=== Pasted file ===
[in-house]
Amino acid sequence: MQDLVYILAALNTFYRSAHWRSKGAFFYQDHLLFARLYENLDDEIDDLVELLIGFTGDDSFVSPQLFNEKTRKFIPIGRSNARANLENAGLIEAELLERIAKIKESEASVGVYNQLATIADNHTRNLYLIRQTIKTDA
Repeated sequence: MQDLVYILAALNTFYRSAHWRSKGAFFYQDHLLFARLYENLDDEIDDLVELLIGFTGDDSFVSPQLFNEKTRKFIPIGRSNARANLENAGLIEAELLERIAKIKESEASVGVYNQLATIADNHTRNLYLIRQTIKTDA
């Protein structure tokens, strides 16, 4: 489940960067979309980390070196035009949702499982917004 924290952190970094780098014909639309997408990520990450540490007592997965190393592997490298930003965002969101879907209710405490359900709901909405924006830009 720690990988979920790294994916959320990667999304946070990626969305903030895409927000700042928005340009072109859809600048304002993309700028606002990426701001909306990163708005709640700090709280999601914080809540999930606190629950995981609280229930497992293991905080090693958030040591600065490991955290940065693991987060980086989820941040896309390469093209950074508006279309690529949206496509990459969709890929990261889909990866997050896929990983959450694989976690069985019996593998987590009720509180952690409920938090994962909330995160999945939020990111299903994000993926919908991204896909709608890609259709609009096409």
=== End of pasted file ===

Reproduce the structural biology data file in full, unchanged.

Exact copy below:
[in-house]
Amino acid sequence: MQDLVYILAALNTFYRSAHWRSKGAFFYQDHLLFARLYENLDDEIDDLVELLIGFTGDDSFVSPQLFNEKTRKFIPIGRSNARANLENAGLIEAELLERIAKIKESEASVGVYNQLATIADNHTRNLYLIRQTIKTDA
Repeated sequence: MQDLVYILAALNTFYRSAHWRSKGAFFYQDHLLFARLYENLDDEIDDLVELLIGFTGDDSFVSPQLFNEKTRKFIPIGRSNARANLENAGLIEAELLERIAKIKESEASVGVYNQLATIADNHTRNLYLIRQTIKTDA
């Protein structure tokens, strides 16, 4: 489940960067979309980390070196035009949702499982917004 924290952190970094780098014909639309997408990520990450540490007592997965190393592997490298930003965002969101879907209710405490359900709901909405924006830009 720690990988979920790294994916959320990667999304946070990626969305903030895409927000700042928005340009072109859809600048304002993309700028606002990426701001909306990163708005709640700090709280999601914080809540999930606190629950995981609280229930497992293991905080090693958030040591600065490991955290940065693991987060980086989820941040896309390469093209950074508006279309690529949206496509990459969709890929990261889909990866997050896929990983959450694989976690069985019996593998987590009720509180952690409920938090994962909330995160999945939020990111299903994000993926919908991204896909709608890609259709609009096409």